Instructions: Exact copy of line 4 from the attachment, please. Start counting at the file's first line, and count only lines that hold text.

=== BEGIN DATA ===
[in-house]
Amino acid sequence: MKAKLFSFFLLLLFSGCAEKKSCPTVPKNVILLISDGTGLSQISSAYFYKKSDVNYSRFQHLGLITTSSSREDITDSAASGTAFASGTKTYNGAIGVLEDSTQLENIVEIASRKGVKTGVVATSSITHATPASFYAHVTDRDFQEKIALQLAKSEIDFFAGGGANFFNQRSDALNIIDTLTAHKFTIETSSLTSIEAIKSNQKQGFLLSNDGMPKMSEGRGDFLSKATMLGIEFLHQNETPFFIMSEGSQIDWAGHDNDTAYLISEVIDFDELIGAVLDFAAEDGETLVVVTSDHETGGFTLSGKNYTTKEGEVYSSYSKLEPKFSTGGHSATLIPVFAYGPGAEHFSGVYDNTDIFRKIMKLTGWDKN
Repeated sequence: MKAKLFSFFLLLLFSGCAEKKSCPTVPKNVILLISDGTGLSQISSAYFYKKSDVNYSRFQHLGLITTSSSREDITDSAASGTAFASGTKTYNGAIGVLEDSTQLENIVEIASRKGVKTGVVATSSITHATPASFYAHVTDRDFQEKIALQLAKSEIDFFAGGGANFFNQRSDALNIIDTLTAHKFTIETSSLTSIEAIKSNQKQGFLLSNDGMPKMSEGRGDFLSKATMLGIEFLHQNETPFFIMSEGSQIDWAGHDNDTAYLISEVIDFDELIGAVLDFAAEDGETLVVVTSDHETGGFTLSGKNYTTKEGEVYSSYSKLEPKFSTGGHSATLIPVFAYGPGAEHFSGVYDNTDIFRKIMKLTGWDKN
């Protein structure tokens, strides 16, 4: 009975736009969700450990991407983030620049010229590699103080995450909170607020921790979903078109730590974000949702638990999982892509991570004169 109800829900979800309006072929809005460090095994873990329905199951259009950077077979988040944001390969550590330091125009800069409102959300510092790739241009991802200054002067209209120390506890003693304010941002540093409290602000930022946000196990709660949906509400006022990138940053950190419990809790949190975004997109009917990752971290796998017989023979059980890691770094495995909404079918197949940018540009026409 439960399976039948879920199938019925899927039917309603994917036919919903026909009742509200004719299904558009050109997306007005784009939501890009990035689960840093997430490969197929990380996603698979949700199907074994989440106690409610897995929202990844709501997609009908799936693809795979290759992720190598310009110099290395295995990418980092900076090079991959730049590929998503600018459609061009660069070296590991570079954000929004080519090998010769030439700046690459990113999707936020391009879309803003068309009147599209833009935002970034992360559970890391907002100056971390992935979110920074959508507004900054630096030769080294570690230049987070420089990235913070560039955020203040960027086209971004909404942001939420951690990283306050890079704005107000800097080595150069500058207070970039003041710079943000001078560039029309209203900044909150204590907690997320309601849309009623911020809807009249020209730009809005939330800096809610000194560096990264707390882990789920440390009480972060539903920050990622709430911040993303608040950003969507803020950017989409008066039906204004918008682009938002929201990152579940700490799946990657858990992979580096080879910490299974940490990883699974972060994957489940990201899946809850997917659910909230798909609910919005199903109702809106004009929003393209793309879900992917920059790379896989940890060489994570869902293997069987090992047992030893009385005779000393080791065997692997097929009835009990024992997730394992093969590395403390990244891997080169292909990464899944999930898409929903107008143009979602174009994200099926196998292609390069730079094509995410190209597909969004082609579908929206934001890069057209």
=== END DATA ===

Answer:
């Protein structure tokens, strides 16, 4: 009975736009969700450990991407983030620049010229590699103080995450909170607020921790979903078109730590974000949702638990999982892509991570004169 109800829900979800309006072929809005460090095994873990329905199951259009950077077979988040944001390969550590330091125009800069409102959300510092790739241009991802200054002067209209120390506890003693304010941002540093409290602000930022946000196990709660949906509400006022990138940053950190419990809790949190975004997109009917990752971290796998017989023979059980890691770094495995909404079918197949940018540009026409 439960399976039948879920199938019925899927039917309603994917036919919903026909009742509200004719299904558009050109997306007005784009939501890009990035689960840093997430490969197929990380996603698979949700199907074994989440106690409610897995929202990844709501997609009908799936693809795979290759992720190598310009110099290395295995990418980092900076090079991959730049590929998503600018459609061009660069070296590991570079954000929004080519090998010769030439700046690459990113999707936020391009879309803003068309009147599209833009935002970034992360559970890391907002100056971390992935979110920074959508507004900054630096030769080294570690230049987070420089990235913070560039955020203040960027086209971004909404942001939420951690990283306050890079704005107000800097080595150069500058207070970039003041710079943000001078560039029309209203900044909150204590907690997320309601849309009623911020809807009249020209730009809005939330800096809610000194560096990264707390882990789920440390009480972060539903920050990622709430911040993303608040950003969507803020950017989409008066039906204004918008682009938002929201990152579940700490799946990657858990992979580096080879910490299974940490990883699974972060994957489940990201899946809850997917659910909230798909609910919005199903109702809106004009929003393209793309879900992917920059790379896989940890060489994570869902293997069987090992047992030893009385005779000393080791065997692997097929009835009990024992997730394992093969590395403390990244891997080169292909990464899944999930898409929903107008143009979602174009994200099926196998292609390069730079094509995410190209597909969004082609579908929206934001890069057209």